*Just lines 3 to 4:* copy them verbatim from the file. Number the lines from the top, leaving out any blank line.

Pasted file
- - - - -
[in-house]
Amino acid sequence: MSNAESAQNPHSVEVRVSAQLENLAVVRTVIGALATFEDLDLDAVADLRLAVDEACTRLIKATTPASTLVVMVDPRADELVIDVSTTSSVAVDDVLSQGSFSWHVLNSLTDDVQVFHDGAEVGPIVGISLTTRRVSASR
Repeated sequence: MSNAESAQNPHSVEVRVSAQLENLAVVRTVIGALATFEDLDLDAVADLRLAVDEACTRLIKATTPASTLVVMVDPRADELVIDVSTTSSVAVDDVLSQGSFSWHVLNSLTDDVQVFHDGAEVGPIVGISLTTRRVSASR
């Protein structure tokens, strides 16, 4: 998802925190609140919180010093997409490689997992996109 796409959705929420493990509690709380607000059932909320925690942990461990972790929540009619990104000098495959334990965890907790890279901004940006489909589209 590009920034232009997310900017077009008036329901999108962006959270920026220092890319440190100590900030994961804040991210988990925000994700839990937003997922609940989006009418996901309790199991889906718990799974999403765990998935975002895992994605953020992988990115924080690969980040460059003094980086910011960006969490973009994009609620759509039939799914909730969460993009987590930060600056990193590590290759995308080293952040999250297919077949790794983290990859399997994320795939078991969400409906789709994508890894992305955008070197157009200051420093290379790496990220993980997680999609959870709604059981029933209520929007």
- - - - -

Repeated sequence: MSNAESAQNPHSVEVRVSAQLENLAVVRTVIGALATFEDLDLDAVADLRLAVDEACTRLIKATTPASTLVVMVDPRADELVIDVSTTSSVAVDDVLSQGSFSWHVLNSLTDDVQVFHDGAEVGPIVGISLTTRRVSASR
């Protein structure tokens, strides 16, 4: 998802925190609140919180010093997409490689997992996109 796409959705929420493990509690709380607000059932909320925690942990461990972790929540009619990104000098495959334990965890907790890279901004940006489909589209 590009920034232009997310900017077009008036329901999108962006959270920026220092890319440190100590900030994961804040991210988990925000994700839990937003997922609940989006009418996901309790199991889906718990799974999403765990998935975002895992994605953020992988990115924080690969980040460059003094980086910011960006969490973009994009609620759509039939799914909730969460993009987590930060600056990193590590290759995308080293952040999250297919077949790794983290990859399997994320795939078991969400409906789709994508890894992305955008070197157009200051420093290379790496990220993980997680999609959870709604059981029933209520929007």